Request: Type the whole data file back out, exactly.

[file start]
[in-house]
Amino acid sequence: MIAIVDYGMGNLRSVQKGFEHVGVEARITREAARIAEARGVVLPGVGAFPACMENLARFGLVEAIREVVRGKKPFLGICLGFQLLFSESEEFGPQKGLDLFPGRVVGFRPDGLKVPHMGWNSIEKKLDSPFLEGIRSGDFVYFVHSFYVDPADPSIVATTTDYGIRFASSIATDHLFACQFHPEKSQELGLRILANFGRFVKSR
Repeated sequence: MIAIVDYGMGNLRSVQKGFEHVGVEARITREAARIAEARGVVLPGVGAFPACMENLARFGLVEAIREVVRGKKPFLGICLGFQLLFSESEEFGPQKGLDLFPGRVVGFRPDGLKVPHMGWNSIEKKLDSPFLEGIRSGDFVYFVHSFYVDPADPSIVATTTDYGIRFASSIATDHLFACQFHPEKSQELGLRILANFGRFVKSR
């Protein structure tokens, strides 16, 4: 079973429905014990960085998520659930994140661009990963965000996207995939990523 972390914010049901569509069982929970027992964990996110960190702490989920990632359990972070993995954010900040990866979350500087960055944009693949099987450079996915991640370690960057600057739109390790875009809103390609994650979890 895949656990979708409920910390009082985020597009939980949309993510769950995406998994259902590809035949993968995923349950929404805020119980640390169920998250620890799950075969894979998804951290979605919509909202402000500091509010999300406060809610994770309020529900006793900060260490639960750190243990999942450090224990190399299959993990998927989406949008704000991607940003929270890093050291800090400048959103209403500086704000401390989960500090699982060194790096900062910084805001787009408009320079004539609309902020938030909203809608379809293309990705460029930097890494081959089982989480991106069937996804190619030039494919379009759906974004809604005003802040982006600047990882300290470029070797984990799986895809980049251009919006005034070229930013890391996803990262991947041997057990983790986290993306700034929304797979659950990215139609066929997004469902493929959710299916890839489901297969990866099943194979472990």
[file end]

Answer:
[in-house]
Amino acid sequence: MIAIVDYGMGNLRSVQKGFEHVGVEARITREAARIAEARGVVLPGVGAFPACMENLARFGLVEAIREVVRGKKPFLGICLGFQLLFSESEEFGPQKGLDLFPGRVVGFRPDGLKVPHMGWNSIEKKLDSPFLEGIRSGDFVYFVHSFYVDPADPSIVATTTDYGIRFASSIATDHLFACQFHPEKSQELGLRILANFGRFVKSR
Repeated sequence: MIAIVDYGMGNLRSVQKGFEHVGVEARITREAARIAEARGVVLPGVGAFPACMENLARFGLVEAIREVVRGKKPFLGICLGFQLLFSESEEFGPQKGLDLFPGRVVGFRPDGLKVPHMGWNSIEKKLDSPFLEGIRSGDFVYFVHSFYVDPADPSIVATTTDYGIRFASSIATDHLFACQFHPEKSQELGLRILANFGRFVKSR
């Protein structure tokens, strides 16, 4: 079973429905014990960085998520659930994140661009990963965000996207995939990523 972390914010049901569509069982929970027992964990996110960190702490989920990632359990972070993995954010900040990866979350500087960055944009693949099987450079996915991640370690960057600057739109390790875009809103390609994650979890 895949656990979708409920910390009082985020597009939980949309993510769950995406998994259902590809035949993968995923349950929404805020119980640390169920998250620890799950075969894979998804951290979605919509909202402000500091509010999300406060809610994770309020529900006793900060260490639960750190243990999942450090224990190399299959993990998927989406949008704000991607940003929270890093050291800090400048959103209403500086704000401390989960500090699982060194790096900062910084805001787009408009320079004539609309902020938030909203809608379809293309990705460029930097890494081959089982989480991106069937996804190619030039494919379009759906974004809604005003802040982006600047990882300290470029070797984990799986895809980049251009919006005034070229930013890391996803990262991947041997057990983790986290993306700034929304797979659950990215139609066929997004469902493929959710299916890839489901297969990866099943194979472990």